America Must Have a 'Regime Collapse' Strategic Goal for Iran

March 25, 2020 Topic: Security Region: Middle East Blog Brand: Lebanon Watch Tags: IranRegimeSanctionsEconomyCollapse

America Must Have a 'Regime Collapse' Strategic Goal for Iran

One cannot know when that spark will arrive in Iran, but it is incumbent upon the United States to hasten its coming, so that that evil regime collapses, as Soviet rule did, and like all evil regimes eventually do. The longer it takes, the more lives will be endangered and the more U.S. interests threatened.


Short of that, just conducting negotiations with Tehran could bolster the regime, which is exactly the opposite of what we should be doing. As it has recently stated, the regime would only agree to negotiations if it received sanctions relief as a precondition. Even if the United States did not grant such relief, it might find it more challenging to enforce sanctions on non-American companies if negotiations commence. Either way, it would offer the regime an economic lifeline at its more desperate moment. Also, negotiations would demoralize Iranian protestors challenging the regime on the streets. Talks would signal that the United States accepts the legitimacy of, and is willing to work with, an Iranian regime that jails, tortures, and kills its own people, which the Trump administration has increasingly denounced.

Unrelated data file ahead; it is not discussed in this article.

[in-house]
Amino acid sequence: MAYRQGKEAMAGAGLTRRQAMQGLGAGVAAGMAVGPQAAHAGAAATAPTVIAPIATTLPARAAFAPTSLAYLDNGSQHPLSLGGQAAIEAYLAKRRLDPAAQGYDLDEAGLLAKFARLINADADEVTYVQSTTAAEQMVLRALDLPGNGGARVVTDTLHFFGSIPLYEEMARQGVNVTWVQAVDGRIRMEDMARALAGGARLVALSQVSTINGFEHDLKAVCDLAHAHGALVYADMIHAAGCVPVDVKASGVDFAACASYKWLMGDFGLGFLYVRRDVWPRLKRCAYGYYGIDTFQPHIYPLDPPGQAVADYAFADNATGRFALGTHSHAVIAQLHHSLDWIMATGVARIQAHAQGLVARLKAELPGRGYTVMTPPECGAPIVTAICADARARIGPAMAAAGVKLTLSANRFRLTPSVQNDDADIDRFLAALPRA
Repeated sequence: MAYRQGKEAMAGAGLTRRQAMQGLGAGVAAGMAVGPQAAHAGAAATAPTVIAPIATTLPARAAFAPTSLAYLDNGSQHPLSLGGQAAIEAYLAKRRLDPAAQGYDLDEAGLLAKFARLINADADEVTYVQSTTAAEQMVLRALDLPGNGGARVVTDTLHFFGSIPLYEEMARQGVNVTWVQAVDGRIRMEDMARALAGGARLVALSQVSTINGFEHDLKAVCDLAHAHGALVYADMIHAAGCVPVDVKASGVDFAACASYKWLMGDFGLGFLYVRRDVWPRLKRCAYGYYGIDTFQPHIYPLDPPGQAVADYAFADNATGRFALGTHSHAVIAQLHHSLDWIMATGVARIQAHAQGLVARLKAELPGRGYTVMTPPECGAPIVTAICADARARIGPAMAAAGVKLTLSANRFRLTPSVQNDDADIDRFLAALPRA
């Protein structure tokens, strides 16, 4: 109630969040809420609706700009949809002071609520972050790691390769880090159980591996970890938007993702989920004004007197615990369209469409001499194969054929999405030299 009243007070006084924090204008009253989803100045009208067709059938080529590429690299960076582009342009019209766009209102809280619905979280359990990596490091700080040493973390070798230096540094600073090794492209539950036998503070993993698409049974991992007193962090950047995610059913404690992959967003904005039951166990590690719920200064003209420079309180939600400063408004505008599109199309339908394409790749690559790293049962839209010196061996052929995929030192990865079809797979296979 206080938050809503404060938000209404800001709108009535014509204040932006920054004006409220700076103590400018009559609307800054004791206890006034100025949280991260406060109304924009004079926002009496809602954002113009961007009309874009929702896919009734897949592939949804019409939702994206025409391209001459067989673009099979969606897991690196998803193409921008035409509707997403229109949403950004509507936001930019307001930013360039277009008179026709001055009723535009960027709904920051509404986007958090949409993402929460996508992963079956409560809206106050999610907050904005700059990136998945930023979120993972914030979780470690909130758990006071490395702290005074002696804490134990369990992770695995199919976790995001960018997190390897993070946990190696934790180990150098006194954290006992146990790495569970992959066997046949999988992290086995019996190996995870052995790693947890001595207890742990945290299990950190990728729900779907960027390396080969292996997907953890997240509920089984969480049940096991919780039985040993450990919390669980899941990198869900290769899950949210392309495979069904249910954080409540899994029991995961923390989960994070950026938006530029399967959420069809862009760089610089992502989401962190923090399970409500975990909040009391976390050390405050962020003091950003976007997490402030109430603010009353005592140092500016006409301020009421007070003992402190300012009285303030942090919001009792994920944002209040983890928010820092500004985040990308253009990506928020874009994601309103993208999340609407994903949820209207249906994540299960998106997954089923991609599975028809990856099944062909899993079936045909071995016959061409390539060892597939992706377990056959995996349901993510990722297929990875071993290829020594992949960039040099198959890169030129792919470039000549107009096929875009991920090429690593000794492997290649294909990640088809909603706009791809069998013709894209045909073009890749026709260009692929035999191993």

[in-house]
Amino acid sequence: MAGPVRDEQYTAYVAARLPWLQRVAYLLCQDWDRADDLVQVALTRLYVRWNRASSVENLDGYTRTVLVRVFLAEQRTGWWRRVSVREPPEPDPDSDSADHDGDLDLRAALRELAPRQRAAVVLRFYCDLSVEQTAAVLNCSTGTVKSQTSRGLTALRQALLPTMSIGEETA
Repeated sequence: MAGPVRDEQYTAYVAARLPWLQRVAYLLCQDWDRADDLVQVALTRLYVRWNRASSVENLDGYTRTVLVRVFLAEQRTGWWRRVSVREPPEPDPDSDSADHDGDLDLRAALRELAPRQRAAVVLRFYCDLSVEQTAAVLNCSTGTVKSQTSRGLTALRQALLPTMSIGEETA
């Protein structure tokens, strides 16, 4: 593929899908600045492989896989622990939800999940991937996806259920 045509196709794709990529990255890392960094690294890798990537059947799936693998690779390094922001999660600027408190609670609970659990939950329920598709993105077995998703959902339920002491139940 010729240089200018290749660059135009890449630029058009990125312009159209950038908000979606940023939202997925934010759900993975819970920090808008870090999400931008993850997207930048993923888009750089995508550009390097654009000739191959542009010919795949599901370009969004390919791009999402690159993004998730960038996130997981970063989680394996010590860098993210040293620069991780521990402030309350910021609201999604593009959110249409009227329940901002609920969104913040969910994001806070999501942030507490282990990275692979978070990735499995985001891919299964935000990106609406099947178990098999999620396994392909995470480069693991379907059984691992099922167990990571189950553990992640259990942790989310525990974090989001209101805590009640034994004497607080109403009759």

Pursuing negotiations for a highly unlikely deal with Tehran could also pose real political risks for Trump. It is unlikely to mollify any of his critics, while it could raise serious concerns among his key supporters, especially in the Jewish and evangelical Christian pro-Israel communities for whom stopping Iran is both a pressing moral and strategic issue.

  1. Building Deterrence & Pressure

It is vital for the United States to cement the gains in deterrence and credibility accomplished by the Suleimani strike. Credible military deterrence historically has been the most reliable means of dissuading Iranian aggression and disincentivizing the regime from expanding its nuclear program. Establishing it requires clearly and unequivocally communicating that the U.S. will and resolve to use force to protect itself and its allies against Iranian threats. Effectively signaling to Tehran that the game has, indeed, changed will require both statements and actions.